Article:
After Life: A Review

Grief is like a long valley, a winding valley where any bend may reveal a totally new landscape.

C.S. Lewis

As someone who’s been an avid fan of Ricky Gervais and his comedy for many years, particularly his role as David Brent in BBC’s ‘The Office’, it came as no shock to me when the first series of ‘After Life’ was released last year that I absolutely loved it. And for so many different reasons. Having now recently watched the second and most recent series of the Netflix original show, I thought it’d be interesting to provide my take on the storyline and why I enjoyed it so much.

Just to give some context: In the first episode of Series 1, Tambury Gazette Reporter Tony (played by Gervais) loses his long-term wife Lisa to Cancer and is plunged into a world of incredible, intense grief. Coming terms with such a loss, Tony begins to suffer with regular suicidal thoughts, has huge outbursts of aggression/frustration towards family friends and colleagues, loses a sense of purpose, has an innate lack of motivation and is most probably only stopped from taking his own life by his Dog Brandy and the responsibilities that come with looking after a pet. Simply speaking, he is a man who wants to punish the world for how awful he feels by doing whatever he wants. Despite what the consequences could be!

Fast forward to Series 2 and Tony is very much still learning to cope without his wife Lisa and the ‘gaping hole’ he feels because his wife is no longer around. Though having made some improvements in his wellbeing and his treatment of others, such as the heartwarming scenes where he each takes co-workers Sandy and Kath for coffee, or setting-up his postman (aptly named Pat) with a local ‘sex worker’ friend, what After Life does remarkably well is provide a sense of rawness and honesty around grief that I’ve very seldom seen in a TV show before. No sugar-coating, no skimming over key issues, no BULLSHIT. And this is distinctly clear throughout.

There is a thin line that separates laughter and pain, comedy and tragedy, humour and hurt.

Erma Bombeck

So many shows are no accustomed to avoiding the discussion of particular hard-hitting topics, or perhaps not being realistic or in-depth enough for fear of upsetting or offending people, however you certainly can’t say the same for this. Combine Tony’s brutal honesty and brashness with slapstick comedy from him and the various other characters, and you get a show which will leaves its viewers in hysterical laughter one minute and flooding with tears the next.

While I appreciate the tender nature of heavy language, as well as the heavy topic of death, may put some people off from watching, the roller-coaster of emotions incurred by laugh-out-loud comedy and gut-wrenching grief mean that there is something in it for everybody. No matter what your tastes are.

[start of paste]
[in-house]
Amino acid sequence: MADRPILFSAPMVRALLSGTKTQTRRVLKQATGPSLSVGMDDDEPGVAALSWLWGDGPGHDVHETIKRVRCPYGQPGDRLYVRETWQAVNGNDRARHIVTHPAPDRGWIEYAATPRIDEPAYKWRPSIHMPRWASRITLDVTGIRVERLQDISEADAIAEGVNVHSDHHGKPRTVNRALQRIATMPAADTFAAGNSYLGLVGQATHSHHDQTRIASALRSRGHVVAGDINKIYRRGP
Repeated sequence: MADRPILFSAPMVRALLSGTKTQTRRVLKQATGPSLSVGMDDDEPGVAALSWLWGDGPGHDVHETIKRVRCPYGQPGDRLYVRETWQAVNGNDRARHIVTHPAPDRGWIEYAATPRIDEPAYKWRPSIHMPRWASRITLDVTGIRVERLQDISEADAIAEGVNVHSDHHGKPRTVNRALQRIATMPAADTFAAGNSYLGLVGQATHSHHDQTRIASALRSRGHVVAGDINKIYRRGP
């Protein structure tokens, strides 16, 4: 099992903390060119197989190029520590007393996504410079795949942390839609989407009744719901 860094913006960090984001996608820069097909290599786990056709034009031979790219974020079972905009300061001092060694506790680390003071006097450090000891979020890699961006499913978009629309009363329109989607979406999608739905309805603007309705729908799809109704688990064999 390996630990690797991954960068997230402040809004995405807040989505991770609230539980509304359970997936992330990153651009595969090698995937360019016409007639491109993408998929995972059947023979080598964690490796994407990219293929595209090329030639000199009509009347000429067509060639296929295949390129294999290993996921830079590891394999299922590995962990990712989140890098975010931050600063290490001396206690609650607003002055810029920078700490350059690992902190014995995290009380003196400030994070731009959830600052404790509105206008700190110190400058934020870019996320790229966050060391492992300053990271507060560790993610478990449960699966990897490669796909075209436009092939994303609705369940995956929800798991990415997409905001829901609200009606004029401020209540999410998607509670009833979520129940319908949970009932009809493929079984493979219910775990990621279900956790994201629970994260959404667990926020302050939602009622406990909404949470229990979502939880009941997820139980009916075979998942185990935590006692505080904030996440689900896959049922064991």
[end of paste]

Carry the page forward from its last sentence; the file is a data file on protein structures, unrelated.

When we think of all the great TV series or movies we have seen, would it be a safe bet to say that most of the greatest successes are ones where we can relate to the characters and the situations they find themselves in? Where you can look at certain person like Tony, Matt or Sandy and think ‘I know how they feel’, that makes sense, or I’ve been through a similar experience to that. If we can relate to something or somebody, naturally we will embrace and be drawn into a narrative much more. In my opinion, After Life does this to near perfection!

With the topics of death and grief being so at the forefront of the storyline, you’d imagine it’d be hugely challenging to include such frequent and witty snippets of humour without seeming to ‘make light of’the issues discussed and that so many people undoubtedly experience everyday. Comedy may be often a safe haven for talking about difficult topics and bringing them into the spotlight, however that doesn’t mean nobody ever oversteps the line and causes more harm than good. After all the line can be very blurred!

That being said, over the course of 6 episodes, I honestly believe that the balance between comedy and exploring difficult emotions was managed well. Controversial remarks and scenes were certainly aplenty throughout the series, nonetheless they were projected using a sense of irony whereby viewers could laugh uncontrollably during a situation which would usually be serious and without laughter. Particularly Matt (Tony’s brother-in-law) and his experience with a ridiculous, incompetent therapist in an attempt to solve problems in his marriage.

Although the overall purpose of After Life is to provide an honest account of the impacts of loss, and that recovery isn’t linear, I’d say that my favourite part of season 2 was being able and comfortable to laugh at any given opportunity. It wasn’t forced!

Following the huge success of the 2nd series, Gervais also recently announced that Netflix have commissioned a 3rd series coming in 2021. I for one, can’t wait to see how the storyline will progress and what will happen next.

Could a new romance be on the cards for Tony I wonder?!

P.S. Apologies if I gave any spoilers, I tried my best to avoid many key details.

Thanks for reading,

Adam

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